Johannesburg - The company accused of falsifying its credentials by using fictitious shareholders and blacks as fronts to secure a five-year multimillion-rand contract with SA Airways Technical (SAAT) has denied any wrongdoing.
The Sunday Independent reported last week on a forensic audit report by Open Water Advanced Risk Solutions which revealed how Bolloré Africa Logistics SA secured a lucrative logistics and warehousing deal totalling nearly R1 billion with the assistance of national airline’s senior employees who manipulated the bidding process to ensure the contract went to the company.
However, Bolloré’s managing director, Tony Stenning, queried every aspect of the report, insisting Bolloré had not engaged in any misleading tender practices such as fronting and misrepresenting its capacity and infrastructure. He also questioned the R1bn figure, saying according to its estimation, the contract was worth “just over R300m”.
“We haven’t seen that report. After The Sunday Independent published the story last week we contacted Open Water asking for it. But they refused to give us the report, telling us it was meant for SAA. We find it strange that the auditing firm could make such adverse findings against us when they did not give us the opportunity to state our case,” said Stenning.
When he was made aware that some of Bolloré’s directors had been interviewed during investigations, Stenning said he had not been aware of that. “I can promise there was no intention to mislead anyone in terms of the company status. Our BEE structure is genuine. I can give you the bid that we submitted to show that there is no fraud that was committed.”
Stenning was responding to claims by Bolloré’s former director, Bontle Motau, who wrote a scathing resignation letter accusing the company of fronting and using blacks to secure lucrative contracts.
“Bolloré is not a front but (a) genuine company that does clean business in line with government regulations. I totally refute Miss Bontle’s claims that she and other black directors were being fronted I came here five years ago. I’m the one who was responsible for setting up Bolloré Africa Logistics SA. I know Bontle very well. I was sad to see her leaving. But I can categorically state that we treated her fairly,” said Stenning. “We train many of our black employees to upskill them. We hope in the near future this company will be run an managed exclusively by black people whom we have upskilled.”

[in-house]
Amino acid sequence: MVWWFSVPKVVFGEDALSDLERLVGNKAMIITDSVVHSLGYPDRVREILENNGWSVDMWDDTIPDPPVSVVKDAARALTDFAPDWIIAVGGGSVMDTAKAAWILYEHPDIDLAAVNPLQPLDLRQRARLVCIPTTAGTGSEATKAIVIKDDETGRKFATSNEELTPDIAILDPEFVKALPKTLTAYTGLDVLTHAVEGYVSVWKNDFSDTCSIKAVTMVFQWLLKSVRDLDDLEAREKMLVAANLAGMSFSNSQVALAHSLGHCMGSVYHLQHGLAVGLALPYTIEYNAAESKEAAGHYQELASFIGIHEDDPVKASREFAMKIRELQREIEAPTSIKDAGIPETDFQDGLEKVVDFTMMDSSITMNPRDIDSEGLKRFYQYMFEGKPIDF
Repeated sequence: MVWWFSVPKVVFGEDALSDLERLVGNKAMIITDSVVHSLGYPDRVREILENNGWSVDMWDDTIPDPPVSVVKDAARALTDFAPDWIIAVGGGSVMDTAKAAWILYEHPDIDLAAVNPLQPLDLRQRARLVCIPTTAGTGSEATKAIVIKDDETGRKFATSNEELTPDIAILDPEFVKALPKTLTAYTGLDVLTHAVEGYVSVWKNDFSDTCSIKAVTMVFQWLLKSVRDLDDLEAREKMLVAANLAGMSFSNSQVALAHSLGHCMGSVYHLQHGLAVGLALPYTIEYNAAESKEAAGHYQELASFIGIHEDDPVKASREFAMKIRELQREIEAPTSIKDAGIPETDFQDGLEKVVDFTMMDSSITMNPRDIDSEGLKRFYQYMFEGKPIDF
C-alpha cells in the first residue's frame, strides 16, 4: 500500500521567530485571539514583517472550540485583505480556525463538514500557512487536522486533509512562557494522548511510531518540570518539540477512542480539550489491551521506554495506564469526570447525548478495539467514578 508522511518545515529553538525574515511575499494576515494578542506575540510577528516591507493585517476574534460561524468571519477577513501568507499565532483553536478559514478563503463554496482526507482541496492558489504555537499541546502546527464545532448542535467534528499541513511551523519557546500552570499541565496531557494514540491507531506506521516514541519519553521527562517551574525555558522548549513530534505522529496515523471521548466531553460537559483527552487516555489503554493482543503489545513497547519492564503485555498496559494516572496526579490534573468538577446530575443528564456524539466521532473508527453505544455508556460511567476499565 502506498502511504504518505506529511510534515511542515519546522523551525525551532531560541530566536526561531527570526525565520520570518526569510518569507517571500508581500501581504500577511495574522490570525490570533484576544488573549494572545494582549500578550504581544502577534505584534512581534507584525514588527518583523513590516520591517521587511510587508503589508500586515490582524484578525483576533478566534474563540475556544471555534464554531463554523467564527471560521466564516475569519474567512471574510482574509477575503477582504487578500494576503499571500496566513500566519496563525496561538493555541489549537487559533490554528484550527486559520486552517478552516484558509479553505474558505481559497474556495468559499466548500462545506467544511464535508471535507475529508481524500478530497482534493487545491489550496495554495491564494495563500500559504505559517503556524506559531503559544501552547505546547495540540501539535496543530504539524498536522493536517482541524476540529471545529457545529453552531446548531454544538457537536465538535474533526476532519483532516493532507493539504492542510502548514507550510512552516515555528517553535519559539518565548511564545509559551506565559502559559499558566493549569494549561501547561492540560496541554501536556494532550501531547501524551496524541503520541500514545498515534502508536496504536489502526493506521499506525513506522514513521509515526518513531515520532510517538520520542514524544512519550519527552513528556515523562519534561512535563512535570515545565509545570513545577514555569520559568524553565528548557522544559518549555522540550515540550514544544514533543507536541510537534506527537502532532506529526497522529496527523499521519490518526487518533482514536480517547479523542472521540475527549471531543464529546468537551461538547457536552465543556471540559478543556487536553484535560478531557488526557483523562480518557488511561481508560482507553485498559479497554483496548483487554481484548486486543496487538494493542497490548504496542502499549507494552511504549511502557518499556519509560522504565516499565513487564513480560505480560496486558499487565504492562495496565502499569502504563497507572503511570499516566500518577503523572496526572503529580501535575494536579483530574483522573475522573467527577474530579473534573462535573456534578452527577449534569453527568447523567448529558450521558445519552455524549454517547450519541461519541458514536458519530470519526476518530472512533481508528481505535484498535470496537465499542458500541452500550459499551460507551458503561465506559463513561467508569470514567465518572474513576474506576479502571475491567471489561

Asked if it was a coincidence that Bolloré withdrew from the contract just weeks after Open Water released the report, Stenning said: “We were given a letter of intent in May 2016, to date no contract signed. Since that date, up to the beginning of this year we heard nothing from SAAT. Instead, we received an email from them in March this year informing us that that all contracts at SAA were being reviewed. We had a board meeting on 20 June where it was decided we withdraw from the bid because, clearly there was no intention on the part of SAA to enter into a contract with us.”
Stenning also denied reports that SAAT’s senior manager Cassie le Roux, who was a member of the cross-functional support team (CSFT) during the bidding process was conflicted because his daughter was employed by Bolloré and that Le Roux had continually communicated with Bolloré managing director Arend du Preez.
“Firstly, I don’t know Cassie le Roux and I have never met him. His daughter was employed by one of our structures in 2013. She left early 2015 before any bidding process at SAAT could begin. Du Preez also left our company before the bidding could start. He wasn’t involved at all in the bidding process.”
Stenning did not rule out the possibility of pursuing legal action to challenge the report which he said was very damaging to his company’s reputation.